“It’s a great program, great support,” Frechette said of the San Diego Show. “The coaches are great people, I’ve learned a lot from them. Seeing a bunch of other guys come out of their program, first rounders, first picks like (Mickey) Moniak (and) Brady Aiken; it’s just a great program.”

It’s safe to say that Frechette has definitely gotten better as his baseball career has progressed. Having committed to play for nearby San Diego State, Frechette is an imposing lefthanded slugger who is universally praised for his ability to consistently impact the baseball hard.

This summer he is already off to a good start, with stops in St. Peterburg for the National, Emerson, Ga., for the 17u WWBA National Championship and his impending stay-cation to the 2018 Perfect Game All-American Classic.

“Waking up every day and doing that one thing that gets me closer to my dream of playing in the big leagues,” Frechette said of the honor being selected to play in the Classic. “This was one of them, playing in the All-American game. Working on me, working on my swing, going to the gym and working out. Just one thing a day to get me closer to my goal.”

Spencer Jones, a towering 6-foot-7, 205-pound lefthanded pitcher that is currently ranked 29th overall in the class of 2019 player rankings, has made his college pledge across the country to Vanderbilt. Like Frechette, Jones has participated in the PG Underclass All-American Games each of the last two years but really took a step forward when he threw in the 88-93 mph range at the PG National Showcase last month.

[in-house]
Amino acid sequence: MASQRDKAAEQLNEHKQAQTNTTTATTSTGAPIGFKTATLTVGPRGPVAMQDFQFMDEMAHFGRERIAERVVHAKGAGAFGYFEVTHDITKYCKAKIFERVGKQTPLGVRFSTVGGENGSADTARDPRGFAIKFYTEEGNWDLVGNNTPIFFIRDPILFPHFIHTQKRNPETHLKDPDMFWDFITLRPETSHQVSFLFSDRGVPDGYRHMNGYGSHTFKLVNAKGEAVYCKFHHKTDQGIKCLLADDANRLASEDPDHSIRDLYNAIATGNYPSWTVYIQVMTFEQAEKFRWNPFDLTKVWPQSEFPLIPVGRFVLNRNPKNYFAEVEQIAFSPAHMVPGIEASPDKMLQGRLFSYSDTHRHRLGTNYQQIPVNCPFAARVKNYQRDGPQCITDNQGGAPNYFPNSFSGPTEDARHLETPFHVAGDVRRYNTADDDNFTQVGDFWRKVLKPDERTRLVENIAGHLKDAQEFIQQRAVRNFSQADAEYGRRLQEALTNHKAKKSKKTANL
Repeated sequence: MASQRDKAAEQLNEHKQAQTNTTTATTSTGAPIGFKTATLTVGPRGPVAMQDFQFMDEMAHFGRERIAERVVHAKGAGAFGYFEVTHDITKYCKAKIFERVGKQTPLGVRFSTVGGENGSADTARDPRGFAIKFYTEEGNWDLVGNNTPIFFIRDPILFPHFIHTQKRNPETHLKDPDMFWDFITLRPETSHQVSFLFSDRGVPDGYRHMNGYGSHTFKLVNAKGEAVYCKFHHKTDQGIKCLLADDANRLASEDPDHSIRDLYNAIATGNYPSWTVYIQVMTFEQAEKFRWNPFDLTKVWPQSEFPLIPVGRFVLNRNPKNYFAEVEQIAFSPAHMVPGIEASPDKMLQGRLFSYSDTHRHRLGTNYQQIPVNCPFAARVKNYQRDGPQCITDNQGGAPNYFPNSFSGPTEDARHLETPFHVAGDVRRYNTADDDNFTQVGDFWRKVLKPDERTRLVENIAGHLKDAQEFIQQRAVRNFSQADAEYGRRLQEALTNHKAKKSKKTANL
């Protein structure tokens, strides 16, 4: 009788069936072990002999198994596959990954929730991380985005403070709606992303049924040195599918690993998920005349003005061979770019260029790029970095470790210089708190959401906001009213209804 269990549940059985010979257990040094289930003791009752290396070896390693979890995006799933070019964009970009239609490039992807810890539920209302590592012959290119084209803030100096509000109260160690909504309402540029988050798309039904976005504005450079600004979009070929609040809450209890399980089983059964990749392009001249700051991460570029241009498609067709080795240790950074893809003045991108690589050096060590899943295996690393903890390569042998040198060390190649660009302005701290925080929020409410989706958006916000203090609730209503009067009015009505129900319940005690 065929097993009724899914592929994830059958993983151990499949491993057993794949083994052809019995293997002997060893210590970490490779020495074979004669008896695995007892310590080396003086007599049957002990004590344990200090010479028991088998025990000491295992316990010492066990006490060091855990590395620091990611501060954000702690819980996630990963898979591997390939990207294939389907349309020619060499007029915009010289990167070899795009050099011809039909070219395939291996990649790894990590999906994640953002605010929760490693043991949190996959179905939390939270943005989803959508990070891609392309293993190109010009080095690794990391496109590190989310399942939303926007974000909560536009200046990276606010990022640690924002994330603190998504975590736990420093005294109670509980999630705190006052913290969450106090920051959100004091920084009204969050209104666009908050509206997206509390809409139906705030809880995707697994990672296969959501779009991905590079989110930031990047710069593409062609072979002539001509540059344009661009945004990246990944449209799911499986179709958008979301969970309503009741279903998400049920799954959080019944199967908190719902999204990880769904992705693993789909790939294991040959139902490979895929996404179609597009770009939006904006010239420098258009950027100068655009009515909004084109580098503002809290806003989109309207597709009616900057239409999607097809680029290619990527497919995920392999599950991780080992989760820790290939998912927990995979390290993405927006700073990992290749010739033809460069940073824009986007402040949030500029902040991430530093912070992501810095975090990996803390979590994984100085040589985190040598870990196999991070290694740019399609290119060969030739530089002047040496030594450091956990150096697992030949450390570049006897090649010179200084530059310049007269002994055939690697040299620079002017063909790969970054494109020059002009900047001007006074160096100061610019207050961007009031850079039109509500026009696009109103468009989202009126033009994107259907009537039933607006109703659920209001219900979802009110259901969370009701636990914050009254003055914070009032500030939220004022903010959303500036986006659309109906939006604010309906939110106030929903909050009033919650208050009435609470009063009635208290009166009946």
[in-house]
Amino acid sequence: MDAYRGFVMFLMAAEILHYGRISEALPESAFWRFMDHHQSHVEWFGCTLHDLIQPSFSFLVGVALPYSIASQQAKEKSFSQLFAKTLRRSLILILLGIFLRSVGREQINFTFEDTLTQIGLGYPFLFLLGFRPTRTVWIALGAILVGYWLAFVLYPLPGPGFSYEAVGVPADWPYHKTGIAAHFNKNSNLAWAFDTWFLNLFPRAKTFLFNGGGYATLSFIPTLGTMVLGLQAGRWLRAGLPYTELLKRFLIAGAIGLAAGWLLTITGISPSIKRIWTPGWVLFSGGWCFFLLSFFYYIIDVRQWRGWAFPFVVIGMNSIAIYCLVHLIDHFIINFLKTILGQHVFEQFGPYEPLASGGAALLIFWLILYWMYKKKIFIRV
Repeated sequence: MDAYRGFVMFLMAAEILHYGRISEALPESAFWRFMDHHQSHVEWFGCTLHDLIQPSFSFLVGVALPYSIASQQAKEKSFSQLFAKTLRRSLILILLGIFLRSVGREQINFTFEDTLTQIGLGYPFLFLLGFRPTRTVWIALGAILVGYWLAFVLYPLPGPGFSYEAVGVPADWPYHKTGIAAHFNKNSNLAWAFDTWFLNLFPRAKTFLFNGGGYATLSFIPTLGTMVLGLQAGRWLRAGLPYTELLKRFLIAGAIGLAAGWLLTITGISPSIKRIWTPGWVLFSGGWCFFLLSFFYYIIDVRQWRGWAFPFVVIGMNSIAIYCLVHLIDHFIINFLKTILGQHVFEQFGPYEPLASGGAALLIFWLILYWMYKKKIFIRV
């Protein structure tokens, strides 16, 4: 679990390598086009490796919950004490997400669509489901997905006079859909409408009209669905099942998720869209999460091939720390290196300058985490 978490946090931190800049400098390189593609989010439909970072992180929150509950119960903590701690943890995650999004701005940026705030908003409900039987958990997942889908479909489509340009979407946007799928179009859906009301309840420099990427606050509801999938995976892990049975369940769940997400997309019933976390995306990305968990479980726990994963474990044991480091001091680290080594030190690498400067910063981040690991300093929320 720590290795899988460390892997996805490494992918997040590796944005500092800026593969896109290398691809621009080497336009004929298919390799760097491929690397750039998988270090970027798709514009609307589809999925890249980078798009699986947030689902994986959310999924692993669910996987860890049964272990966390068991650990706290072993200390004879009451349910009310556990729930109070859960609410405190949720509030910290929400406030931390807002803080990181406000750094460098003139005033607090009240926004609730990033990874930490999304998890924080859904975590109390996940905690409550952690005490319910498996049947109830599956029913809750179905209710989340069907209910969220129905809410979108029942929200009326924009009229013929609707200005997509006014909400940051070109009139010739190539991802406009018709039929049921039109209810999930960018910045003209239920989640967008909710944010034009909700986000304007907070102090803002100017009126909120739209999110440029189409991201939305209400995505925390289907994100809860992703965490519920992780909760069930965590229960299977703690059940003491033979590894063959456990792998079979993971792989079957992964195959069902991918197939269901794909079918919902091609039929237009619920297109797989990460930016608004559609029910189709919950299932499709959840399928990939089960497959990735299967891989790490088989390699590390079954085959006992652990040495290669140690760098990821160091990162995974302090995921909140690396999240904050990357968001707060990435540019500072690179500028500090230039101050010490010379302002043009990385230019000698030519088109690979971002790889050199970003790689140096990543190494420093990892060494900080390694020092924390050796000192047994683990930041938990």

Hailing from Encinitas, Calif., he attends La Costa Canyon High School where he shines not only as a pitcher but also as a hitter. You can read more about Jones and his Blackhawks National team from the 17u WWBA National Championship here.

"It means a lot, mostly because it’s a hometown event,” Jones told Perfect Game from Georgia. “I was fortunate enough my freshman year to have Mickey Moniak on my high school team, and he told me a lot about the event and how special it was. It was always a goal of mine starting high school to play in front of my friends and family in the event, and it just means a lot. I can't be any more excited than I am right now."

Ranked 31st overall in the 2019 player rankings, Backstrom, like Jones, is quickly recognizable on a baseball field thanks to his powerful 6-foot-5, 220-pound frame. A lefthanded slugger like Frechette, Backstrom put on a hitting display at the PG National Showcase with easy raw power, getting a chance to prove himself on a national level after an impressive performance at the PG Sunshine West Showcase in Chula Vista, Calif., in early June.

“I’m not going to lie I was pretty nervous at first,” Backstrom told Perfect Game about his experience at the National Showcase. “It was a very opening experience. Just being around so many great players, I kept telling myself that I wanted to stand out as the best player there. I wanted to make sure I was at 100 percent all the time.”

He attends Junipero Serra High School and is currently uncommitted, although is drawing significant interest from numerous powerhouse Division I programs on the West Coast. You can read more about Backstrom and his ascent with the CBA Cavs at the 17u WWBA National Championship here.